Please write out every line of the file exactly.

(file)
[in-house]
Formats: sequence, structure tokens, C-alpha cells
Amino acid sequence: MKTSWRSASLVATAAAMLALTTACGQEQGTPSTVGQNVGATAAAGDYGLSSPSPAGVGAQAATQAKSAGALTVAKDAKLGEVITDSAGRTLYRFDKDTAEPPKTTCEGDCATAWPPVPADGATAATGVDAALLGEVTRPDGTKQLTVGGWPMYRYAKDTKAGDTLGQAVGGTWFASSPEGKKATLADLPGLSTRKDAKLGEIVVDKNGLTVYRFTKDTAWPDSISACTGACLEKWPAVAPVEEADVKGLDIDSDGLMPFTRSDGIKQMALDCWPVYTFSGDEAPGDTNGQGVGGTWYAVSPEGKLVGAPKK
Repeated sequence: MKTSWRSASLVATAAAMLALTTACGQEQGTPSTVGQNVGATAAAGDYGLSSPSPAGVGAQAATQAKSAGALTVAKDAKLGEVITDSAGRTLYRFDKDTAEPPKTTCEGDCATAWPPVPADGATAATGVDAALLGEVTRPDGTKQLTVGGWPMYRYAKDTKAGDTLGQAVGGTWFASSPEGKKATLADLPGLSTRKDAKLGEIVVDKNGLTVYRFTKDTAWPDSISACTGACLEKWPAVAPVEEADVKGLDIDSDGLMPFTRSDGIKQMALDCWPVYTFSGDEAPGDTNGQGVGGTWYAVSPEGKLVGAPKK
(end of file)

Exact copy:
[in-house]
Formats: sequence, structure tokens, C-alpha cells
Amino acid sequence: MKTSWRSASLVATAAAMLALTTACGQEQGTPSTVGQNVGATAAAGDYGLSSPSPAGVGAQAATQAKSAGALTVAKDAKLGEVITDSAGRTLYRFDKDTAEPPKTTCEGDCATAWPPVPADGATAATGVDAALLGEVTRPDGTKQLTVGGWPMYRYAKDTKAGDTLGQAVGGTWFASSPEGKKATLADLPGLSTRKDAKLGEIVVDKNGLTVYRFTKDTAWPDSISACTGACLEKWPAVAPVEEADVKGLDIDSDGLMPFTRSDGIKQMALDCWPVYTFSGDEAPGDTNGQGVGGTWYAVSPEGKLVGAPKK
Repeated sequence: MKTSWRSASLVATAAAMLALTTACGQEQGTPSTVGQNVGATAAAGDYGLSSPSPAGVGAQAATQAKSAGALTVAKDAKLGEVITDSAGRTLYRFDKDTAEPPKTTCEGDCATAWPPVPADGATAATGVDAALLGEVTRPDGTKQLTVGGWPMYRYAKDTKAGDTLGQAVGGTWFASSPEGKKATLADLPGLSTRKDAKLGEIVVDKNGLTVYRFTKDTAWPDSISACTGACLEKWPAVAPVEEADVKGLDIDSDGLMPFTRSDGIKQMALDCWPVYTFSGDEAPGDTNGQGVGGTWYAVSPEGKLVGAPKK